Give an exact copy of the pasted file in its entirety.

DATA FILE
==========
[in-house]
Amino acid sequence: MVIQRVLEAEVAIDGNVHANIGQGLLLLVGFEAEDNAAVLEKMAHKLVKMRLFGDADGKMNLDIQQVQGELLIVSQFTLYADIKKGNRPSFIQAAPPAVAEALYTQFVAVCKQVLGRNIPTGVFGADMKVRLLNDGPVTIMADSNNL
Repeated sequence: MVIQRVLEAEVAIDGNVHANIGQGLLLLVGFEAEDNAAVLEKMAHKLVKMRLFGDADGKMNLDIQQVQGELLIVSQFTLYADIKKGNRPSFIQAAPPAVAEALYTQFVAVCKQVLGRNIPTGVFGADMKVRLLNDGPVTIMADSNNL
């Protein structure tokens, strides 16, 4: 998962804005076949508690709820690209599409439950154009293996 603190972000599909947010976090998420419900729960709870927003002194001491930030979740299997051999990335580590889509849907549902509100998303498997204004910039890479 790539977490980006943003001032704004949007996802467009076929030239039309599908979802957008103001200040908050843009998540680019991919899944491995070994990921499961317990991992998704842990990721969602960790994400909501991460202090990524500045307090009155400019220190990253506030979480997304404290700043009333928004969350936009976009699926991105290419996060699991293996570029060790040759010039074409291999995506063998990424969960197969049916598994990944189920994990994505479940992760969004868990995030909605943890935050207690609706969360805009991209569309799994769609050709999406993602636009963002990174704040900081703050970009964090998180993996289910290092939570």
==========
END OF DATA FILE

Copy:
[in-house]
Amino acid sequence: MVIQRVLEAEVAIDGNVHANIGQGLLLLVGFEAEDNAAVLEKMAHKLVKMRLFGDADGKMNLDIQQVQGELLIVSQFTLYADIKKGNRPSFIQAAPPAVAEALYTQFVAVCKQVLGRNIPTGVFGADMKVRLLNDGPVTIMADSNNL
Repeated sequence: MVIQRVLEAEVAIDGNVHANIGQGLLLLVGFEAEDNAAVLEKMAHKLVKMRLFGDADGKMNLDIQQVQGELLIVSQFTLYADIKKGNRPSFIQAAPPAVAEALYTQFVAVCKQVLGRNIPTGVFGADMKVRLLNDGPVTIMADSNNL
């Protein structure tokens, strides 16, 4: 998962804005076949508690709820690209599409439950154009293996 603190972000599909947010976090998420419900729960709870927003002194001491930030979740299997051999990335580590889509849907549902509100998303498997204004910039890479 790539977490980006943003001032704004949007996802467009076929030239039309599908979802957008103001200040908050843009998540680019991919899944491995070994990921499961317990991992998704842990990721969602960790994400909501991460202090990524500045307090009155400019220190990253506030979480997304404290700043009333928004969350936009976009699926991105290419996060699991293996570029060790040759010039074409291999995506063998990424969960197969049916598994990944189920994990994505479940992760969004868990995030909605943890935050207690609706969360805009991209569309799994769609050709999406993602636009963002990174704040900081703050970009964090998180993996289910290092939570």